Gasoline, Crude Oil Lead Commodity Gains: Commodities at Close
The Standard & Poor’s GSCI Spot Index of 24 raw materials jumped 2.5 percent to 665.19, the biggest increase in two months. Gasoline and crude oil led the advance.
The UBS Bloomberg CMCI gauge of 26 prices rose 1.1 percent to 1,631.978.
Gasoline surged 5.1 percent as refinery and pipeline shutdowns increased concern that supplies aren’t adequate to meet demand.
Gasoline for November delivery rose 14.34 cents to settle at $2.9429 a gallon on the New York Mercantile Exchange. It was the first increase this week.
November-delivery heating oil advanced 12.2 cents, or 4 percent, to $3.1884 a gallon, the highest settlement for the front-month contract since Sept. 14.
Oil climbed the most in two months as the euro rose against the dollar and tension between Syria and Turkey fanned concern that Middle East output will be disrupted.
Crude oil for November delivery climbed 4.1 percent to settle at $91.71 a barrel on the New York Mercantile Exchange, the biggest increase since Aug. 3.
Natural gas advanced for the seventh time in eight days as an expected blast of cold air signaled stronger demand for heating fuel.
Natural gas for November delivery gained 1.1 cents to settle at $3.406 per million British thermal units on the Nymex after rising as high as $3.464.
Coffee fell the most in two weeks as weather concern eased in Brazil, the world’s biggest producer, and U.S. inventories climbed. Cocoa, cotton and orange also slid. Sugar gained.
Arabica-coffee futures for December delivery fell 3.3 percent to settle at $1.7505 a pound on ICE Futures U.S. in New York, the biggest decline for an active contract since Sept. 15.
Cocoa futures for December delivery fell 0.9 percent to $2,395 a metric ton on ICE.
Cotton futures for December delivery slipped 0.1 percent to 72.09 cents a pound, snapping a three-day rally.
Orange-juice futures for November delivery dropped 0.4 percent to $1.155 a pound.
Raw-sugar futures for March delivery rose 0.1 percent to 21.6 cents a pound, after touching 21.77 cents, the highest since Aug. 7.
Soybeans rose the most this week on signs of increased demand for supplies from the U.S., the world’s biggest exporter. Corn also advanced, while wheat declined.
Soybeans for November delivery jumped 1.3 percent to close at $15.515 a bushel on the Chicago Board of Trade, the biggest gain since Sept. 28.
Corn for December delivery rose 0.25 cent to $7.57 a bushel on the CBOT.
Wheat for December delivery fell 0.4 percent to $8.6925 a bushel in Chicago, the third decline this week.
Gold jumped to the highest level in almost 11 months as the European Central Bank said it is ready to start buying government bonds, boosting demand for the metal as a store of value. Silver, platinum and palladium also gained.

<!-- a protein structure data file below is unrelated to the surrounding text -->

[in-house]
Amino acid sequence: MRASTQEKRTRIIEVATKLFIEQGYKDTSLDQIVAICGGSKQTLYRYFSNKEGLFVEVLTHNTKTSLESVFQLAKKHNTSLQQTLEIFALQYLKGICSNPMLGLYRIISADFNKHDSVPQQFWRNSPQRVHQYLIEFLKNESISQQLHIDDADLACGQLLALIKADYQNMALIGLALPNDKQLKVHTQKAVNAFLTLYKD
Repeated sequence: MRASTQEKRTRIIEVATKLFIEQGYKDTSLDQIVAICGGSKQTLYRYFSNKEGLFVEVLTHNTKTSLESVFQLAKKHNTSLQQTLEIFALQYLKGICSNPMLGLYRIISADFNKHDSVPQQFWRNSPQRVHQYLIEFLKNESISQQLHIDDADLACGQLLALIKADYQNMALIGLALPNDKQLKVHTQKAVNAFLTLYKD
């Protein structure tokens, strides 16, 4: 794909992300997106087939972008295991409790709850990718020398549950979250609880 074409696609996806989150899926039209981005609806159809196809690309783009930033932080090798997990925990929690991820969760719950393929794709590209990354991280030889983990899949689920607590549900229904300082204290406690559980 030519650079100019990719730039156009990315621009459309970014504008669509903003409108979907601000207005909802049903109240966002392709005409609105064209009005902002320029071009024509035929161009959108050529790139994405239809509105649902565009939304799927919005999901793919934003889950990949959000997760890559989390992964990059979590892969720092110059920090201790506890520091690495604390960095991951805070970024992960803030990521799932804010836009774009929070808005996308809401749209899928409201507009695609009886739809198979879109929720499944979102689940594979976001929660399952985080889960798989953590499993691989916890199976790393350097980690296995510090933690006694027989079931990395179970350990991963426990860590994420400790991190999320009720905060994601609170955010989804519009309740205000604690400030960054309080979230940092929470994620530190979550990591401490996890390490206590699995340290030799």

Gold for December delivery climbed 0.9 percent to settle at $1,796.50 an ounce on the Comex in New York. Earlier, the price reached $1,797.70, the highest for a most-active contract since Nov. 9.
Silver for December delivery advanced 1.2 percent to $35.101 an ounce on the Comex, the highest settlement since March 1.
Platinum futures for January delivery rose 1.8 percent to $1,725.10 an ounce on the New York Mercantile Exchange, the highest settlement since Sept. 21, 2011.
Palladium futures for December delivery rose 2.6 percent to $674.75 an ounce, the biggest gain since Sept. 10.
Copper advanced for the fifth time in six sessions as European policy makers held borrowing costs at record lows, bolstering prospects for metal demand.
Copper for December delivery rose 0.1 percent to settle at $3.786 a pound at 1:23 p.m. on the Comex in New York.
On the London Metal Exchange, copper for delivery in three months climbed 0.1 percent to $8,300 a metric ton ($3.76 a pound).
Aluminum, nickel, tin rose, while lead and zinc fell.
Hog futures rose in Chicago on signs that U.S. demand for pork is climbing. Cattle fell.
Hogs for December settlement climbed 0.2 percent to close at 76.05 cents a pound on the Chicago Mercantile Exchange. Prices are down 9.8 percent this year.
Cattle futures for December delivery fell 0.3 percent to settle at $1.257 a pound in Chicago. The commodity has climbed 3.5 percent this year.
Feeder-cattle futures for November settlement dropped 0.7 percent to $1.45825 a pound on the CME.
To contact the reporter on this story: Barbara J. Powell in Dallas at email@example.com
To contact the editor responsible for this story: Dan Stets at firstname.lastname@example.org